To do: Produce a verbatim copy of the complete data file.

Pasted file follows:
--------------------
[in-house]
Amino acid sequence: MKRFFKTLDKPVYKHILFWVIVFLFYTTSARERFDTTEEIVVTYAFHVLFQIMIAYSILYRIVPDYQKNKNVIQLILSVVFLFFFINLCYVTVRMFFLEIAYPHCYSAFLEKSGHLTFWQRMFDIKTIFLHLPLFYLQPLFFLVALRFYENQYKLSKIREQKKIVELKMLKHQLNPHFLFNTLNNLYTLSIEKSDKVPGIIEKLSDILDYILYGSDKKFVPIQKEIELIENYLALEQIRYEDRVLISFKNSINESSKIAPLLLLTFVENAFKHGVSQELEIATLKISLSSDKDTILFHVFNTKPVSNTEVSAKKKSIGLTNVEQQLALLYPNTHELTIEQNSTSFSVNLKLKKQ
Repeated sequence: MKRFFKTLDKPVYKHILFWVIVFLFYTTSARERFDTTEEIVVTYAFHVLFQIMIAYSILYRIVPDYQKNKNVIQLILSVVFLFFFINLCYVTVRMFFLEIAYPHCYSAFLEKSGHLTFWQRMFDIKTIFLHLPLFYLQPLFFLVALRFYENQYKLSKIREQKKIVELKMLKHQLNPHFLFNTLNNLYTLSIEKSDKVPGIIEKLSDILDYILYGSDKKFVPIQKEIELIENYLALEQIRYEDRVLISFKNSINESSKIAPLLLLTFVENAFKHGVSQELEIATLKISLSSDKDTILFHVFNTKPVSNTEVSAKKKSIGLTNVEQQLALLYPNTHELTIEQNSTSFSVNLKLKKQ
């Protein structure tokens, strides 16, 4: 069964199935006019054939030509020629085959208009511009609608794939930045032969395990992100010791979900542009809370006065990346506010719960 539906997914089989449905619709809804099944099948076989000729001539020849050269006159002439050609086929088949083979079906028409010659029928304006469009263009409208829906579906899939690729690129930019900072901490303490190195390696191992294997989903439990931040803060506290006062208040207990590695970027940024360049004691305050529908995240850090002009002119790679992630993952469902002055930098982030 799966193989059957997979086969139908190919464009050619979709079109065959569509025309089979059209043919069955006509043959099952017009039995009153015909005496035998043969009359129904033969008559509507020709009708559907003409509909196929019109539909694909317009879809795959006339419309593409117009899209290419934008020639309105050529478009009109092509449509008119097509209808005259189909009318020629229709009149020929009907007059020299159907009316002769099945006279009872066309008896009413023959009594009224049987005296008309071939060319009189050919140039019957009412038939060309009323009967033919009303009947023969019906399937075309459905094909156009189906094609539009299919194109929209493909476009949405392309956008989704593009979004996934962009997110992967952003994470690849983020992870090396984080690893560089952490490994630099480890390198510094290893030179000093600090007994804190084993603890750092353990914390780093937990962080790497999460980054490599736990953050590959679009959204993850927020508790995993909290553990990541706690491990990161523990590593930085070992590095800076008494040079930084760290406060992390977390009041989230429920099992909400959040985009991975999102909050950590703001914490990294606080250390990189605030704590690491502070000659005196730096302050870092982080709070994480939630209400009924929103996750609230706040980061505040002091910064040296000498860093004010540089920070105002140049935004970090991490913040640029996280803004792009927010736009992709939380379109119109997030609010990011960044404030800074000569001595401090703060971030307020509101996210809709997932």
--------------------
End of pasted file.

[in-house]
Amino acid sequence: MKRFFKTLDKPVYKHILFWVIVFLFYTTSARERFDTTEEIVVTYAFHVLFQIMIAYSILYRIVPDYQKNKNVIQLILSVVFLFFFINLCYVTVRMFFLEIAYPHCYSAFLEKSGHLTFWQRMFDIKTIFLHLPLFYLQPLFFLVALRFYENQYKLSKIREQKKIVELKMLKHQLNPHFLFNTLNNLYTLSIEKSDKVPGIIEKLSDILDYILYGSDKKFVPIQKEIELIENYLALEQIRYEDRVLISFKNSINESSKIAPLLLLTFVENAFKHGVSQELEIATLKISLSSDKDTILFHVFNTKPVSNTEVSAKKKSIGLTNVEQQLALLYPNTHELTIEQNSTSFSVNLKLKKQ
Repeated sequence: MKRFFKTLDKPVYKHILFWVIVFLFYTTSARERFDTTEEIVVTYAFHVLFQIMIAYSILYRIVPDYQKNKNVIQLILSVVFLFFFINLCYVTVRMFFLEIAYPHCYSAFLEKSGHLTFWQRMFDIKTIFLHLPLFYLQPLFFLVALRFYENQYKLSKIREQKKIVELKMLKHQLNPHFLFNTLNNLYTLSIEKSDKVPGIIEKLSDILDYILYGSDKKFVPIQKEIELIENYLALEQIRYEDRVLISFKNSINESSKIAPLLLLTFVENAFKHGVSQELEIATLKISLSSDKDTILFHVFNTKPVSNTEVSAKKKSIGLTNVEQQLALLYPNTHELTIEQNSTSFSVNLKLKKQ
């Protein structure tokens, strides 16, 4: 069964199935006019054939030509020629085959208009511009609608794939930045032969395990992100010791979900542009809370006065990346506010719960 539906997914089989449905619709809804099944099948076989000729001539020849050269006159002439050609086929088949083979079906028409010659029928304006469009263009409208829906579906899939690729690129930019900072901490303490190195390696191992294997989903439990931040803060506290006062208040207990590695970027940024360049004691305050529908995240850090002009002119790679992630993952469902002055930098982030 799966193989059957997979086969139908190919464009050619979709079109065959569509025309089979059209043919069955006509043959099952017009039995009153015909005496035998043969009359129904033969008559509507020709009708559907003409509909196929019109539909694909317009879809795959006339419309593409117009899209290419934008020639309105050529478009009109092509449509008119097509209808005259189909009318020629229709009149020929009907007059020299159907009316002769099945006279009872066309008896009413023959009594009224049987005296008309071939060319009189050919140039019957009412038939060309009323009967033919009303009947023969019906399937075309459905094909156009189906094609539009299919194109929209493909476009949405392309956008989704593009979004996934962009997110992967952003994470690849983020992870090396984080690893560089952490490994630099480890390198510094290893030179000093600090007994804190084993603890750092353990914390780093937990962080790497999460980054490599736990953050590959679009959204993850927020508790995993909290553990990541706690491990990161523990590593930085070992590095800076008494040079930084760290406060992390977390009041989230429920099992909400959040985009991975999102909050950590703001914490990294606080250390990189605030704590690491502070000659005196730096302050870092982080709070994480939630209400009924929103996750609230706040980061505040002091910064040296000498860093004010540089920070105002140049935004970090991490913040640029996280803004792009927010736009992709939380379109119109997030609010990011960044404030800074000569001595401090703060971030307020509101996210809709997932």